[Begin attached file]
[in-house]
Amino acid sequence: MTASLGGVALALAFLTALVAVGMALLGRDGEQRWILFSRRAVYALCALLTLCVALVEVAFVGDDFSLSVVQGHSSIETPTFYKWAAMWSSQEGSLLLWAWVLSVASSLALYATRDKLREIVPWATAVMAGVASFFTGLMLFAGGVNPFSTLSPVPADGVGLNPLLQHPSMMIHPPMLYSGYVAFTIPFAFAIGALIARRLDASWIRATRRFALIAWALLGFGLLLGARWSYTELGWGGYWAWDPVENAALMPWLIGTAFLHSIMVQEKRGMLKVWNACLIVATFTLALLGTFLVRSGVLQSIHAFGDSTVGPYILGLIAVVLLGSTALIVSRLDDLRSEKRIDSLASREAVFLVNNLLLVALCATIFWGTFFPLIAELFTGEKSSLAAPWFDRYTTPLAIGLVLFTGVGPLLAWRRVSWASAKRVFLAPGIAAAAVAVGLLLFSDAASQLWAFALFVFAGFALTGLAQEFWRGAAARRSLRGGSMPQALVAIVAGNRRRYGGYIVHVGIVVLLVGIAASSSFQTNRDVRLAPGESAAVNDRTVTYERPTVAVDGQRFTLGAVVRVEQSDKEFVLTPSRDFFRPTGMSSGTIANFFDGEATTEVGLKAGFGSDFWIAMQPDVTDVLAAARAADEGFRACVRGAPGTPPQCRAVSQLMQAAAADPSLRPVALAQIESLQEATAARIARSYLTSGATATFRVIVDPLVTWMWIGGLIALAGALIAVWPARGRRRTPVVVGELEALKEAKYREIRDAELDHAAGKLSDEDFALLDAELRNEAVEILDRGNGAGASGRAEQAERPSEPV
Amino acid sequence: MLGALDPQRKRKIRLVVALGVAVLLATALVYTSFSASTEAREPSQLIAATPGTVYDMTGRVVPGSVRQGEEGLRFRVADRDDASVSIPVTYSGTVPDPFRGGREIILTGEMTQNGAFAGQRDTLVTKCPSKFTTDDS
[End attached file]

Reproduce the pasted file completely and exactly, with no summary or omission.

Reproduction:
[in-house]
Amino acid sequence: MTASLGGVALALAFLTALVAVGMALLGRDGEQRWILFSRRAVYALCALLTLCVALVEVAFVGDDFSLSVVQGHSSIETPTFYKWAAMWSSQEGSLLLWAWVLSVASSLALYATRDKLREIVPWATAVMAGVASFFTGLMLFAGGVNPFSTLSPVPADGVGLNPLLQHPSMMIHPPMLYSGYVAFTIPFAFAIGALIARRLDASWIRATRRFALIAWALLGFGLLLGARWSYTELGWGGYWAWDPVENAALMPWLIGTAFLHSIMVQEKRGMLKVWNACLIVATFTLALLGTFLVRSGVLQSIHAFGDSTVGPYILGLIAVVLLGSTALIVSRLDDLRSEKRIDSLASREAVFLVNNLLLVALCATIFWGTFFPLIAELFTGEKSSLAAPWFDRYTTPLAIGLVLFTGVGPLLAWRRVSWASAKRVFLAPGIAAAAVAVGLLLFSDAASQLWAFALFVFAGFALTGLAQEFWRGAAARRSLRGGSMPQALVAIVAGNRRRYGGYIVHVGIVVLLVGIAASSSFQTNRDVRLAPGESAAVNDRTVTYERPTVAVDGQRFTLGAVVRVEQSDKEFVLTPSRDFFRPTGMSSGTIANFFDGEATTEVGLKAGFGSDFWIAMQPDVTDVLAAARAADEGFRACVRGAPGTPPQCRAVSQLMQAAAADPSLRPVALAQIESLQEATAARIARSYLTSGATATFRVIVDPLVTWMWIGGLIALAGALIAVWPARGRRRTPVVVGELEALKEAKYREIRDAELDHAAGKLSDEDFALLDAELRNEAVEILDRGNGAGASGRAEQAERPSEPV
Amino acid sequence: MLGALDPQRKRKIRLVVALGVAVLLATALVYTSFSASTEAREPSQLIAATPGTVYDMTGRVVPGSVRQGEEGLRFRVADRDDASVSIPVTYSGTVPDPFRGGREIILTGEMTQNGAFAGQRDTLVTKCPSKFTTDDS